sun wall

The wall rises on The Sun's site tomorrow

Credit: By fluffisch on Flickr. Some rights reserved.
The Sun is to start charging for access to its website, implementing paywall plans announced in May. From tomorrow, people who do not pay £2-a-week for a subscription will not be able to read stories.

Paying subscribers will get access to a 'bundle' of Sun+ content: the website, Android and iPhone apps, an interactive PDF iPad edition and, key to its proposition, a new Goals app, available for iOS and Android devices.

The Goals app will include video clips of Premier League goals and an on-demand sports show broadcast twice daily.

Subscribers will also be given "perks", valued at around £200, as part of the membership deal.

From tomorrow, readers who want access to the website and apps will have two options: they can pay £2-a-week for bundled access or buy the paper and use a unique code printed in each edition to gain access.

The Sun website and apps

Mike Darcey, chief executive of News UK, told a press conference at The Sun this morning that he "accepts" that there will be a drop in traffic to The Sun's website, which the Audit Bureau of Circulation reported had 29.6 million unique browsers in June.

He said there is "not a lot of value" in the casual reader and that the news operation is far more interested in the highly-engaged reader. "If you get off on volume metrics [traffic] is exciting, but it's not of much value to the business," he said.

The Sun is planning to launch a responsive site which will be better suited to mobile "later this year", Derek Brown, The Sun's digital editor revealed.

Android and iPhone apps, which have been available until now at £0.69 a month, have been updated and will be relaunched tomorrow. They will be redesigned to match the user experience of the new Goals app and relaunched again in September.

New Goals app

In January The Sun announced that it had bought video rights to Premier League clips for the next three years. With the help of a partnership with ITN, it will package up the clips and push them to the new Goals app, available for Android and iOS smartphones and tablets.

Times readers will also get access to the new sports content. "We have one set of rights, but are exploiting them in two different ways," explained Darcey, who took over as chief executive of News UK (then News International) in December.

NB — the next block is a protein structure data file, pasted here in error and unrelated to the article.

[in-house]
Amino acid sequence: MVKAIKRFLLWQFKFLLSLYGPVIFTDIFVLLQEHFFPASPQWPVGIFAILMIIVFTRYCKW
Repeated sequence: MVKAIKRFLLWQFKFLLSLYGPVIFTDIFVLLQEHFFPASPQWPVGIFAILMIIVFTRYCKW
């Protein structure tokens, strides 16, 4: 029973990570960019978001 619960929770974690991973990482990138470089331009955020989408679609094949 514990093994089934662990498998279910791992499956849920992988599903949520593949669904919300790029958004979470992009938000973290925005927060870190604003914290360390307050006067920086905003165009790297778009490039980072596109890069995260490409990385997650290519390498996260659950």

"Our customers will be the first to see the goals and key moments on the go," he said.

The publisher has also bought FA Cup rights, which they are licensed to begin broadcasting in a year's time.

With the launch of Goals, which will also be available to subscribers via the website and connected TV, The Sun is "moving into the football broadcasting world", Brown said.

The news outlet has hired anchors and will broadcast two shows a day, with the first at 6.30am, the second in the afternoon, which will be available on demand. "It will have an organic rolling news feel to it," said Brown.

The Sun has also hired "key columnists" and "bloggers". The bloggers are journalists, but not necessarily sports writers, Brown explained. "They are sport fans that are fantastic writers."

A new TV ad is about to be broadcast to announce and explain the new sports app and show how "we are going to have the goals in your pocket", as Brown put it.

"Hopefully you need never look at another football app again," he said.

Lucia Adams, deputy head of digital at The Times and Sunday Times, said readers will be brought "closer to the stadium via the app in their back pocket".

The Goals app has advertising at launch, including a Paddy Power ad which is a scratch card designed for the touch screen.

"If you are a regular Sun reader you never pay for Goals," Brown added, explaining how the tabloid newspaper will also feature a scannable code below match reports which will take readers directly to relevant footage within the Goals app.

Brown explained that the app has been planned with the typical Sun reader in mind. They may not be based in an office but "will have phone in their pocket and the smartphone app becomes a companion", he said.

"We are not becoming digital-first," Brown said, "We sell an awful lot of newspapers every day," referring to ABC-audited figures of 2.2 million on average a day in June.

Lessons from The Times

Darcey said plans for a subscription bundle for The Sun are built off the back of "quite a considerable success" at The Times, which put up a paywall in July 2010.

"The metric we look at is total paid sales," Darcey told the press conference, and they are "higher than in summer 2010".

He explained that people are spending an average of 41 minutes reading The Times tablet edition and said he hopes the new sports content will lead to "better retention", especially of the 140,000 paying Times tablet subscribers.

Asked about targets and pre-launch sign-ups for the Sun+ bundle Darcey said he was not prepared to share figures.

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